While Beowulf has lived a long, successful life and although he has plenty of men to send off to the fight the dragon, he decides to fight the dragon himself and risk the safety of his people for the chance at one more shot at old times. Despite the narrator’s positive portrayal of him in the earlier parts of the poem, in this scene, readers must weigh Beowulf’s ego against his kingly duty as a protector. His men do not support the unnecessary risk Beowulf takes, and the venture ends in his death. While it is clear that Beowulf’s men betrayed their pledged loyalty to Beowulf by fleeing, Beowulf arguably enacts a similar betrayal in his pursuit of another accomplishment at the expense of the Geats he was supposed to
The dragon for some reason is the child of Beowulf and Grendel’s mother. The dragon is beautiful and strong and it has been formed in Beowulf’s own image. The dragon represents the characteristics that Beowulf lacks. Beowulf have aged and his strength is not what it used to be and because of that he began to question himself as a man and warrior. During the fight there is a power struggle between father and son.
Beowulf’s final battle is with the dragon. In the document about the battle with the dragon, written by Christine Rauer. Rauer says, “Dragons represent the most common type of monstrous animal in Anglo-Saxon art and literature.” (Doc. H). The Dragon was mad about someone stealing his gem-studded cup, dragons are known for guarding their “hidden” treasures.
While fighting Grendel, Beowulf’s men stood beside him, but when the time came to defeat Grendel, Beowulf had to complete this task on his own. Moreover, while fighting Grendel’s mother, Beowulf was sent into the marsh alone to dual with her. He was nearly killed in the process, but was able to overcome Grendel’s mother’s power. In his final battle, Beowulf was abandoned in the fight with the dragon. All but one of his men abandoned him during the fight with the dragon.
He had Wiglaf’s help to kill the dragon in the poem. The dragon starts attacking people when someone stole a treasure from it. Beowulf brings a group of men to help him but the only person who stays is Wiglaf. Beowulf didn’t kill the dragon but he hurt the dragon pretty bad. In the movie the dragon, which is Beowulf’s son, get angry when a slave finds the dragon cup that Beowulf had given Grendel’s mother.
“His mind was in turmoil/unaccustomed anxiety and gloom/confused his brain; the fire-dragon/ had raised the coastal region and reduced/forts and earthworks to dust and ashes/so the war-king planned and plotted his revenge” (Heaney 2331-2336). Beowulf knows he will be able to defeat the dragon, but this fight is different comparing to Grendel and Grendel’s mother. “The glittering sword/infallible before that day/failed when he unsheathed it, as it never should have” (Heaney 2584-2586). All of the swords are breaking and he gets bit by her causing him to have a poison in his neck. Evil is towering over, and no one is able to save Beowulf until Wiglaf his only warrior who stay behind helps him out.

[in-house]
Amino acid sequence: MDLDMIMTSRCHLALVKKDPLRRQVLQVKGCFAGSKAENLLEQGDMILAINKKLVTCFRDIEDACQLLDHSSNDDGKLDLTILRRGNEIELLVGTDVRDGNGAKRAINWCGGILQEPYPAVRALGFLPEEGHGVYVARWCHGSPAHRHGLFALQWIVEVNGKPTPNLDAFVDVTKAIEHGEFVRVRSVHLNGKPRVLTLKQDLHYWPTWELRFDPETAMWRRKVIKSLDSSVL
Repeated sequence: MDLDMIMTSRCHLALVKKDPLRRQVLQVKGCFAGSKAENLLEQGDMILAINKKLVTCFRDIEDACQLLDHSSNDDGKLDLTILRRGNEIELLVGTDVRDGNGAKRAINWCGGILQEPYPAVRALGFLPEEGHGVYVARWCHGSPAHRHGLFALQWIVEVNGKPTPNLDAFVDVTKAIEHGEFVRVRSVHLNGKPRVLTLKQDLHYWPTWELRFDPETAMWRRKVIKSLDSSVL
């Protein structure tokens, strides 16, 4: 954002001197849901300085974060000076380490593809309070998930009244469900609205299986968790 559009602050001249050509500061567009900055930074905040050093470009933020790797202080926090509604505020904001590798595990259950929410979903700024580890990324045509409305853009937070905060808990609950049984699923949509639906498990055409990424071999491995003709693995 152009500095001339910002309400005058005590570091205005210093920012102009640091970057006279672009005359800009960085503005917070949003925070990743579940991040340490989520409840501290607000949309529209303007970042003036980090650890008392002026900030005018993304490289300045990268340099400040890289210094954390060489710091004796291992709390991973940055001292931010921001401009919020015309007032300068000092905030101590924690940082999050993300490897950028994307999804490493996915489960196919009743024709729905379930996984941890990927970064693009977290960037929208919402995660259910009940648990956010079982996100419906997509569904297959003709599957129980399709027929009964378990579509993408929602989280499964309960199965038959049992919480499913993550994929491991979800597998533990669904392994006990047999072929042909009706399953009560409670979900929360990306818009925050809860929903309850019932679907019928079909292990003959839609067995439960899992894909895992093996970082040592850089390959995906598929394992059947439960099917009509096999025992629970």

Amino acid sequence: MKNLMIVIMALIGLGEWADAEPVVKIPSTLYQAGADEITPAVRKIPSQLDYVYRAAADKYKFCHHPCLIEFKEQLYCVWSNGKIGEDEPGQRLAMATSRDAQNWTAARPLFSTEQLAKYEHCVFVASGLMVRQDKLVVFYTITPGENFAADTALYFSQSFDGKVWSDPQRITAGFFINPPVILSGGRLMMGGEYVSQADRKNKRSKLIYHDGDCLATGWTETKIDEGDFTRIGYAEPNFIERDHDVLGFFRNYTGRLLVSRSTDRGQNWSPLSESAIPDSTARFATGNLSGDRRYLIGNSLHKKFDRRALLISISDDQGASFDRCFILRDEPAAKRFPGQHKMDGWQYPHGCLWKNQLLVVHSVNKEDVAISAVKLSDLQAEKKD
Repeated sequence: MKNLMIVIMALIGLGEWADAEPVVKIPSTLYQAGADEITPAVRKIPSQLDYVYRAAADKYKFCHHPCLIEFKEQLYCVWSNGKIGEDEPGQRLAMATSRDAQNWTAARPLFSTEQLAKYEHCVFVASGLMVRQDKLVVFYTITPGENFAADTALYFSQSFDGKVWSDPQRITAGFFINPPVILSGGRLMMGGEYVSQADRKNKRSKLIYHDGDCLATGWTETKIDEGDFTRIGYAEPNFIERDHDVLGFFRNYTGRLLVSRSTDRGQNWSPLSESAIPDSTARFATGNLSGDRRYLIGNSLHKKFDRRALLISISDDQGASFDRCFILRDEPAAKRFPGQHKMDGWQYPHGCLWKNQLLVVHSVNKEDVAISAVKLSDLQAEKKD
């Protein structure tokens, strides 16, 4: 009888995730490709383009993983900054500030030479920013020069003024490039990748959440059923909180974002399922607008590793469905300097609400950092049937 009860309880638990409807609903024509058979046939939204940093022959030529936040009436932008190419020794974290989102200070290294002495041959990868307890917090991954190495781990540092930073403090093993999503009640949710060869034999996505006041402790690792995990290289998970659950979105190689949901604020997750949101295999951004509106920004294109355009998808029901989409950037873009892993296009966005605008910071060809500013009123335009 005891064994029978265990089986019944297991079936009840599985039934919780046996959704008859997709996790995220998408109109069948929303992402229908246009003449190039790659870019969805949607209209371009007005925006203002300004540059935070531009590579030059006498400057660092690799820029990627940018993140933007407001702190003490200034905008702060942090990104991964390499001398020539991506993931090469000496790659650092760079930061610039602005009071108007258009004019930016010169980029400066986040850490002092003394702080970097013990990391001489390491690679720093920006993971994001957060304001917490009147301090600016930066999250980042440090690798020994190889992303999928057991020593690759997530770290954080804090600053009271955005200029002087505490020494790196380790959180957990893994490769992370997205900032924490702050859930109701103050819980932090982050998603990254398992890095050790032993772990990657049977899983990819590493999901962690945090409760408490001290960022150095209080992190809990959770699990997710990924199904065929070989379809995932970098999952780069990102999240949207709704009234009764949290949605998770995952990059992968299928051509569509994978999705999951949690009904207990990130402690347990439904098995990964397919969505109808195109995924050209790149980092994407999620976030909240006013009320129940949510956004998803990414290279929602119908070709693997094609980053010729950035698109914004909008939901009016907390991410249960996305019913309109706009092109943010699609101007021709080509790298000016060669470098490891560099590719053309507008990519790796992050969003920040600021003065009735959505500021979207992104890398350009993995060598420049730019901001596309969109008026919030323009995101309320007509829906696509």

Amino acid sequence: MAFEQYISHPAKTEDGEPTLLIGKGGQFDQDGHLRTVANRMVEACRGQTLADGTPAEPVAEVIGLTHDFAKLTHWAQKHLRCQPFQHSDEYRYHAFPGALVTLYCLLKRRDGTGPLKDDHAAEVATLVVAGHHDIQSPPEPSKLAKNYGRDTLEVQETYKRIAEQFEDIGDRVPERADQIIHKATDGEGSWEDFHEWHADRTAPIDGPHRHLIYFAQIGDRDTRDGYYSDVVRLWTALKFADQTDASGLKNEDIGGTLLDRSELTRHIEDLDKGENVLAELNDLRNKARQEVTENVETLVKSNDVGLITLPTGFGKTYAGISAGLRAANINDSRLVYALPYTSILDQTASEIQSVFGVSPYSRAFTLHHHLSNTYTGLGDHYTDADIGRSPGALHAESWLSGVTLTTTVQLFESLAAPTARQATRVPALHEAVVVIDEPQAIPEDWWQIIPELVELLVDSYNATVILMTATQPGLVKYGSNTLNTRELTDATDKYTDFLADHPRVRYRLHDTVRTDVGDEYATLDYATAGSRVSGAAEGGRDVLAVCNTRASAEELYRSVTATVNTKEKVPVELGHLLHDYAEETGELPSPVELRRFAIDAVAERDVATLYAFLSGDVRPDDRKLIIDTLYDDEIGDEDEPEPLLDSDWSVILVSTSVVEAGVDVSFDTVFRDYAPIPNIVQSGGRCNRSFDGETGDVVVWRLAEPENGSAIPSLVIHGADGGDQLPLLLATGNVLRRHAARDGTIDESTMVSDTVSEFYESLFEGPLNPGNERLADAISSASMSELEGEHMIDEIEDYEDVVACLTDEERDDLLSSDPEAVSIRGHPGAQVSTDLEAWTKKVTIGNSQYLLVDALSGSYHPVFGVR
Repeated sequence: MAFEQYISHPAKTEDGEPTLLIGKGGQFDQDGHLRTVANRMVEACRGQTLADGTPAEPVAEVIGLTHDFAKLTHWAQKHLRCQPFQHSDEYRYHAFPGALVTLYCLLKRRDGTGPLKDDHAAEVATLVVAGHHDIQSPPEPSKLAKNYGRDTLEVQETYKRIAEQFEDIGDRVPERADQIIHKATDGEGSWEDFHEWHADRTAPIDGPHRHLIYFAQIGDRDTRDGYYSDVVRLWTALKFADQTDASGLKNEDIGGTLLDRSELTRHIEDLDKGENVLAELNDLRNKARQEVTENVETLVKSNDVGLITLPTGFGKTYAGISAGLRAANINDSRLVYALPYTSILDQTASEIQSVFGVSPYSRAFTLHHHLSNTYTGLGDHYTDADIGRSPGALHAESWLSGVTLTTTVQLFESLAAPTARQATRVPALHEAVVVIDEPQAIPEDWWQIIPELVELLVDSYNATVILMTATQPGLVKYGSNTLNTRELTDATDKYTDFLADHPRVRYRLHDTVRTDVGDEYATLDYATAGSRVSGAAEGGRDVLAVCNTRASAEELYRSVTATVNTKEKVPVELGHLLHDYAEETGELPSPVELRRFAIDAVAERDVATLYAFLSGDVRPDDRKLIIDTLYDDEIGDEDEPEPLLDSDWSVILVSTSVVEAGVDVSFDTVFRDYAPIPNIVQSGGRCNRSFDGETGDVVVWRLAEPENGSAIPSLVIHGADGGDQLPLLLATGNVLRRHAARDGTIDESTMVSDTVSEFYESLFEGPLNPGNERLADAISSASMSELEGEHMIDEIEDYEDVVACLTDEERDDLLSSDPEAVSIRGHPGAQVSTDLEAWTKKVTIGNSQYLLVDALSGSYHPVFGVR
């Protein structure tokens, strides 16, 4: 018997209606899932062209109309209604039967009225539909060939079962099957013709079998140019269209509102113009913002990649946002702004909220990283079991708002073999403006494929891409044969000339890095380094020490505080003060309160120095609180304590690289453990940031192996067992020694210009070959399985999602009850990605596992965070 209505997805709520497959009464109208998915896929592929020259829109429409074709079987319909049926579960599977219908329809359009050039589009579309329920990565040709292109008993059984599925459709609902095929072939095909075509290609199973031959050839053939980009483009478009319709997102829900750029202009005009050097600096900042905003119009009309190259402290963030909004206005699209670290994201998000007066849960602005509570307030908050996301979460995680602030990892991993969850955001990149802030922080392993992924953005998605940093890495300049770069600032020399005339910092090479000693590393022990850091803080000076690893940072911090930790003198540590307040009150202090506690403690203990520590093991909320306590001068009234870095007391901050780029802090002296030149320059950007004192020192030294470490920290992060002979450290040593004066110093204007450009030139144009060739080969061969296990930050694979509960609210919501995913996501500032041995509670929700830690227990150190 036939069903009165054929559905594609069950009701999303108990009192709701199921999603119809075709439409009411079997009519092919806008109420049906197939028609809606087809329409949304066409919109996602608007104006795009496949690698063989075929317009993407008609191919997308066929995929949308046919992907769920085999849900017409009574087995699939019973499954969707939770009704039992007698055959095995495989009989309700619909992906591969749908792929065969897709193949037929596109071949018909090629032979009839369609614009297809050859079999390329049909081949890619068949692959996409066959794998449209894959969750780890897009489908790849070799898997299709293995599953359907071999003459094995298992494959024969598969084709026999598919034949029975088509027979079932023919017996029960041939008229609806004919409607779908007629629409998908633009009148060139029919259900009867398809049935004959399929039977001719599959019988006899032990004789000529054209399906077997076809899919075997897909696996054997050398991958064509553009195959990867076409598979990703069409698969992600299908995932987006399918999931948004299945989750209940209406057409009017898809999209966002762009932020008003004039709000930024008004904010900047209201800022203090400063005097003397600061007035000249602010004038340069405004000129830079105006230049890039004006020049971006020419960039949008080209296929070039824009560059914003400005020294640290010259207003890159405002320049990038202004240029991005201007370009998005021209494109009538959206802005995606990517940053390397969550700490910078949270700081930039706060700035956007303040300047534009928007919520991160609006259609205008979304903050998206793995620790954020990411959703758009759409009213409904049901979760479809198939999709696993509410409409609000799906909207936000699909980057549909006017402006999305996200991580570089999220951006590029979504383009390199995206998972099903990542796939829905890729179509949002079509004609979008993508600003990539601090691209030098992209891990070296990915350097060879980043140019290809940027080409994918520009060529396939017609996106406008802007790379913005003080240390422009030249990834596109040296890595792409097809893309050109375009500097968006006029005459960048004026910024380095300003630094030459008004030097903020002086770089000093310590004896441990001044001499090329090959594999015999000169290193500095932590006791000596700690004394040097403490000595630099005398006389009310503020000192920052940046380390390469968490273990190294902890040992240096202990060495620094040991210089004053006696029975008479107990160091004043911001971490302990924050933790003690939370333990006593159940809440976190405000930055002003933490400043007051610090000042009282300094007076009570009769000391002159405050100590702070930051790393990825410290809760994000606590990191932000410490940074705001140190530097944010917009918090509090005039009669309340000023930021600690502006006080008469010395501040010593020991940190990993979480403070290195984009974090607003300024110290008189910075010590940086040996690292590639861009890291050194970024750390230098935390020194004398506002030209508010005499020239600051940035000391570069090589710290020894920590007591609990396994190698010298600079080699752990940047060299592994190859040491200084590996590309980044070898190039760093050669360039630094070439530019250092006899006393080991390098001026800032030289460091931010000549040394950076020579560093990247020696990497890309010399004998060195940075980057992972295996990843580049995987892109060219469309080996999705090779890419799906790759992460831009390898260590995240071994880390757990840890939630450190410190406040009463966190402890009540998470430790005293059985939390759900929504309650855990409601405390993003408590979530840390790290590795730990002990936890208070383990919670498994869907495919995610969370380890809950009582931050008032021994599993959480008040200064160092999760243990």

After reading Egnar Allan Poe’s dramatic story “Hop Frog” many people were asking, “is Hop-Frog justified to do what he did?” People can argue about it all day, but I believe Hop-Frog is justified. The king was relentless in his attacks against Hop-frog, Hop-frog killed him out of self defense, Hop-frog had to get his life with Triappetta back to normal. Imagine being a cripple, dwarf, and a jester. Having just one of those stacked against you would devastate almost everyone on Earth. Unfortunately, Hop-frog has all three of those obstacles going against him.
In lines 725-729, “he raised his sword and struck at the dragon’s scaly hide. The ancient blade broke, bit into the monster’s skin, drew blood, but cracked and failed him before it went deep enough”. Beowulf’s strength was very weak that he couldn’t cut the dragon with his sword. Beowulf tried to defeat the dragon. In lines 682-685, “No one else could do what I mean to, here, no man but me could hope to defeat this monster.
When Beowulf fights the dragon, he gets severely wounded, and is on his death bed. Normally a person in that position would want to see their loved ones before they perish, but that is not the case with Beowulf. Beowulf never loses his love for treasure, and this can be supported by the fact that the last thing he wants to see before he dies is the dragon's treasure. On his deathbed, he says "The dragon's treasure: we've take its life, but its gold is ours too. Hurry, bring me ancient silver, precious jewels, shining armor and gems" (2743-2748).
All things considered, Frankenstein is a cautionary tale on the dangers of irresponsibility, Victor being matriarch. Victor exhibits his irresponsibility many times throughout the novel. His first instance of irresponsibility is shown after bring the creature to life, now only realizing: “…the beauty of the dream vanished, and breathless horror and disgust filled my heart” (59). As the result of his obsession with creating a stopped to death, he fails to realize the magnitude of what he is doing; creating a new life. However, he realizes the extent of his actions only when the creature is given life.